Sacha Bara Cohen, a man well-known for his comedic roles, took a deep dive undercover for his latest project— a Netflix miniseries following Israeli spy Eli Cohen’s involvement in the Israeli-Syrian conflict of the ‘60s.
”The Spy” chronicles Cohen’s entire journey from department store clerk to top undercover agent in six episodes of the most serious content possible. It’s somber for good reason— the storyline is based on a true one, one that ends in tragedy.
Eli Cohen is a patriot, hard worker and loving husband to his wife Nadia (Hadar Ratzon Rotem), but he wants more of his life than employment at a department store. He applied time and time again to be a spy but was rejected each time because he seemed too eager to fill the role, a recipe for disobedience.
When Israel needs a man planted in Damascus quickly, handler Dan Peleg (Noah Emmerich) has no choice but to select someone previously weeded out. Eli Cohen arrives, he becomes Kamel Amin-Thaabath, his cover, and quickly exceeds all expectations.
Thaabeth fills the role of a wealthy businessman and travels to Buenos Aires to establish connections and find a way to make it through the borders of Syria. All the while his wife is at home, pregnant and under the impression that her husband accepted a new job as a trader for the government.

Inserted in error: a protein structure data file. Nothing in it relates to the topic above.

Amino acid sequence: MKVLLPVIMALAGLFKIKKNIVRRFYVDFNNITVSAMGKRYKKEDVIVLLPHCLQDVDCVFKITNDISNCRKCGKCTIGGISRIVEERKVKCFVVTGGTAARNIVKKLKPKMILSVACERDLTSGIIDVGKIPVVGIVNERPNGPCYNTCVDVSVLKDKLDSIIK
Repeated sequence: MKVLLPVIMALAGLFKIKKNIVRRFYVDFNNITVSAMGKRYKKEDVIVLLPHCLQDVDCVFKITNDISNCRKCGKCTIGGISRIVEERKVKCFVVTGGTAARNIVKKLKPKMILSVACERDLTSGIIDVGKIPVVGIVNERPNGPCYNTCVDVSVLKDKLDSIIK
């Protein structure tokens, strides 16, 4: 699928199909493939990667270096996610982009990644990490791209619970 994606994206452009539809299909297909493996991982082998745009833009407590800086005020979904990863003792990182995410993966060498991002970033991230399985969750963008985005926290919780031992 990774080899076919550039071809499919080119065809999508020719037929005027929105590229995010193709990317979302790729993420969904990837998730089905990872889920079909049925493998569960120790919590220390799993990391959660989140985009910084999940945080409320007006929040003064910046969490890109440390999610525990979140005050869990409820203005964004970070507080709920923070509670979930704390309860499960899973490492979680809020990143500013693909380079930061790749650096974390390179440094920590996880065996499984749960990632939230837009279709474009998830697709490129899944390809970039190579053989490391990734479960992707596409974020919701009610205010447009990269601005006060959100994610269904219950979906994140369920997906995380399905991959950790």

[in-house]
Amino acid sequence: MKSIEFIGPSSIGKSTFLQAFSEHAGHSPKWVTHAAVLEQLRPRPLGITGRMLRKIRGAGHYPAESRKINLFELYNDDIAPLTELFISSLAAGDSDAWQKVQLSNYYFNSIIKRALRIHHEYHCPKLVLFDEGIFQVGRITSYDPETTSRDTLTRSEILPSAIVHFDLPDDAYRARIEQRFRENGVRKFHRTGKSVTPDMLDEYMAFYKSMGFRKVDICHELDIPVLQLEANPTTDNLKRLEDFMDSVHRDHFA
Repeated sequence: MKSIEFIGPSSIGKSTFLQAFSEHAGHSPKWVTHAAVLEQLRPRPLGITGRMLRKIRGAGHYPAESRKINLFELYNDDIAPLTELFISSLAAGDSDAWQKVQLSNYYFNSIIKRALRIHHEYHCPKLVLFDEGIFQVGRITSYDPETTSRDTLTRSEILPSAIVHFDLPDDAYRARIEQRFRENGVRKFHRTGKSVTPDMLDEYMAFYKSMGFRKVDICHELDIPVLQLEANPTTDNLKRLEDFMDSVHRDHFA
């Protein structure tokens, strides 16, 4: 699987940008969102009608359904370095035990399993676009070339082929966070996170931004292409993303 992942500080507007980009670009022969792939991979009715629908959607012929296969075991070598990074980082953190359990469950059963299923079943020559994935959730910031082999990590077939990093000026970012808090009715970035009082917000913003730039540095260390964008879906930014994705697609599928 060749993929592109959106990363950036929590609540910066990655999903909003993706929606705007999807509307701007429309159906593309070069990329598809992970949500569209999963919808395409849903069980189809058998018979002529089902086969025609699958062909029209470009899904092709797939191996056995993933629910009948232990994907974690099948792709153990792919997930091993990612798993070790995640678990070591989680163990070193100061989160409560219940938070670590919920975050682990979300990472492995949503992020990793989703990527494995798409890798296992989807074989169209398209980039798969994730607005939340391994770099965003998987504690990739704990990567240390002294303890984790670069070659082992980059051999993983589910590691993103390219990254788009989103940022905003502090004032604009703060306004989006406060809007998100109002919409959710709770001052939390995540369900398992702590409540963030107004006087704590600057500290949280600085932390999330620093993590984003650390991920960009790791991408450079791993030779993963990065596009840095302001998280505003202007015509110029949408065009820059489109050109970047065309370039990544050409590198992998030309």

Eventually, he finds his way in and builds his credibility with various higher-ranking Syrian officials, all the while recording and transmitting information back to Israel.
As Thaabeth, Cohen faces a multitude of conflicts and close calls that place the show firmly in the category of ‘thriller,’ but he handles each with the intelligence and awareness necessary to be a spy. His fatal quality is his initiative, a characteristic that both assists in and hinders his success.
The storyline is understandably complex, seeing as it's a true story following a very convoluted history of war and conflict between two nations. Some previous knowledge of this true story could be helpful in decoding each episode, but it’s definitely not necessary.
With that being said, it‘s not a great show for casual viewing either. It’s very plot heavy with blink-and-you’ll-miss-it twists and turns happening each episode, so there’s little opportunity to scroll through social media or make dinner with this as background noise.
At a few points, it becomes difficult to not wish it wasn’t so dense.
Sacha Baron Cohen is by no means a bad actor, but he often struggles with portraying the full depth of serious characters.
Cohen is a man playing the role of Thaabeth, a role he’s being trained to adopt fully as his own identity. This full immersion into a character is seen occasionally, especially in the first episode, but is lacking in the small, everyday moments.
Instead of appearing to be Cohen playing Thaabeth, a man grappling with this new identity, he’s either Cohen or Thaabeth, two completely different roles in the same show.
The plot also occasionally suffers from cliches when it comes to Eli and Nadia’s romance, like a split screen of the two mirroring each other’s motions from hundreds of miles away, undoubtedly thinking about each other all the while. It was necessary to show their love to humanize Eli, but at times it felt forced amidst all the politics.
As a whole, “The Spy” is heavy, but it’s an interesting view of a true story condensed into something binge-watchable.